Swindon is an Ancient Parish and a market town in the county of Wiltshire.
Alternative names: Old Swindon
Other places in the parish include: Eastcott and Coate.
Parish registers begin:
- Parish registers: 1623
- Bishop’s Transcripts: 1589
Nonconformists include: Baptist, Church of Jesus Christ of Latter-day Saints, Independent/Congregational, Particular Baptist, Primitive Methodist, Roman Catholic, and Wesleyan Methodist.
The Imperial Gazetteer of England & Wales 1870
SWINDON, two towns, a parish, and a sub-district, in Highworth district, Wilts. The towns are Old S. and New S. Old S. stands on an eminence, near the Wilts and Berks canal, 1 mile SSE of S.-Junction r. station, and 17 NE by E of Chippenham; was known, at Domesday, as Svindune; commands extensive views into Berks and Gloucestershire; presents a picturesque appearance, with old house s of red brick and stone; is a seat of petty-sessions and a polling place; and has a head post-office,‡ two banking offices, and two chief inns. New S. stands around S.-Junction r. station, on the Great Western railway, at the forking of the lines toward respectively Chippenham and Gloucester; originated in the removal hither, in 1841, of the entire locomotive department of the railway from Wootton-Bassett; occupies ground which previously was all waste; contains erections of the railway company, constructed at a cost of nearly £500,000, including a great r. station, refreshment-rooms and hotel, a shed 490 feet by 72, an engine-house 290 feet by 140, and extensive workshops; and includes great ranges of neat dwelling-houses, a mechanics' institute, a library and reading room, and a public park. The two towns, for all ordinary business purposes, are practically one. A weekly market is held, and a weekly newspaper published, on Monday; and fairs are held on 21 March, 3 April, 23 May, 25 Sept., and 11 Dec. A spacious corn exchange, with a conventional classic front, was erected in 1866. St. Mark's church, in New S., was built at a cost of £8,000; and is in the decorated English style, with tower and spire 140 feet high. The Independent chapel in Victoria-street was built in 1866, at a cost of £3,000; and is in the Lombardic style, with a tower 60 feet high. There are also a church in Old S., three dissenting chapels, an endowed school with £54 a year, and charities £108. Pop. of New S. in 1861, 4,167. houses, 716. The parish comprises 3,136 acres; and is ecclesiastically cut into Old S. and New S. Real property, £37,769; of which £14 are in quarries, £1,559 in canals, and £172 in gasworks. Pop. in 1851, 4,876; in 1861, 6,856. houses, 1,204. The Lawn, contiguous to Old S. town, is the seat of the Goddards. A Druidical stone is at Brome. The living of Old S. is a vicarage, and that of New S. is a p. curacy, in the diocese of Gloucester and Bristol. Value of Old S., £302; of New S., £120. Patron of Old S., the Lord Chancellor; of New S., the Bishop of G. and B. The sub-district contains 8 parishes. Acres, 26,608. Pop., 12,224. Houses, 2,346.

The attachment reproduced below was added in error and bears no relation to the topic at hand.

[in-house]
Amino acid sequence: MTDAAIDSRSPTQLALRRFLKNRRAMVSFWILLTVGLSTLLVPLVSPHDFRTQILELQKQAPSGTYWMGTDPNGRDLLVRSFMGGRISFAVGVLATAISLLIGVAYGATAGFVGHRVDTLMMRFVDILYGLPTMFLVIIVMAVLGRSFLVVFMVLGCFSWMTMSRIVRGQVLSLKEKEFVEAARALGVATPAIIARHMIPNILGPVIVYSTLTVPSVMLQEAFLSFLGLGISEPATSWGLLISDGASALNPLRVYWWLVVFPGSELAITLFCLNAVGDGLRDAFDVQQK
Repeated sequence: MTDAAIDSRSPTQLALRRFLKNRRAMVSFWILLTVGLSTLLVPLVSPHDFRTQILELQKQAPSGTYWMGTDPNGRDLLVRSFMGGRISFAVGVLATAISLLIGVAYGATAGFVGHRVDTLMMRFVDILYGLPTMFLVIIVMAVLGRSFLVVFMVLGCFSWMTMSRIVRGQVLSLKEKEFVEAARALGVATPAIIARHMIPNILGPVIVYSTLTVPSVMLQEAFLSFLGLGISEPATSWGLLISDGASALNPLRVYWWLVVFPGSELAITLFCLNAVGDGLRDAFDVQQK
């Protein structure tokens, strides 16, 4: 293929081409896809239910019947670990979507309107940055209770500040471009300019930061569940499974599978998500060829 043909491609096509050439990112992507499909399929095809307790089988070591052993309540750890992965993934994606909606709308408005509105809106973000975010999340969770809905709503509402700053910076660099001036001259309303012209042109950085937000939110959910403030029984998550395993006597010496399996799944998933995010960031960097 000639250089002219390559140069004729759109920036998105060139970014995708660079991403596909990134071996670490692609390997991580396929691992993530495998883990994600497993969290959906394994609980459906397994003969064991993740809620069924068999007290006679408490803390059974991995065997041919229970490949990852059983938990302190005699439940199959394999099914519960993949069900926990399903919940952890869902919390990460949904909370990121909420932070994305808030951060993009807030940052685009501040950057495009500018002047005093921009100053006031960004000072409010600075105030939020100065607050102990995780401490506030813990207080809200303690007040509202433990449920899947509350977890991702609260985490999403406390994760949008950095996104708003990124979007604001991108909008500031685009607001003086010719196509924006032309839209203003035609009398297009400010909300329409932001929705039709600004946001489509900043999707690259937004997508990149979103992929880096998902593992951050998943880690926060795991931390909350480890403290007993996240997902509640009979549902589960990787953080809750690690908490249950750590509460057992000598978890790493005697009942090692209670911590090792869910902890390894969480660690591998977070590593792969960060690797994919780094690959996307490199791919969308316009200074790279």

Source: The Imperial Gazetteer of England & Wales [Wilson, John M]. A. Fullarton & Co. N. d. c. [1870-72].
Below is a list of people that were declared bankrupt between 1820 and 1843 extracted from The Bankrupt Directory; George Elwick; London; Simpkin, Marshall and Co.; 1843.
Andrews John, Swindon, Wiltshire, mercer and draper, Aug. 14, 1827.
Goold Moses, Swindon, Wiltshire, builder, Feb. 12, 1830.
Skurray Charles Francis, Swindon, Wiltshire, ironmonger, April 30 1841.
Civil Registration District: Highworth
Probate Court: Court of the Archdeaconry of Wiltshire
Diocese: Gloucester and Bristol
Rural Deanery: Cricklade
Poor Law Union: Highworth and Swindon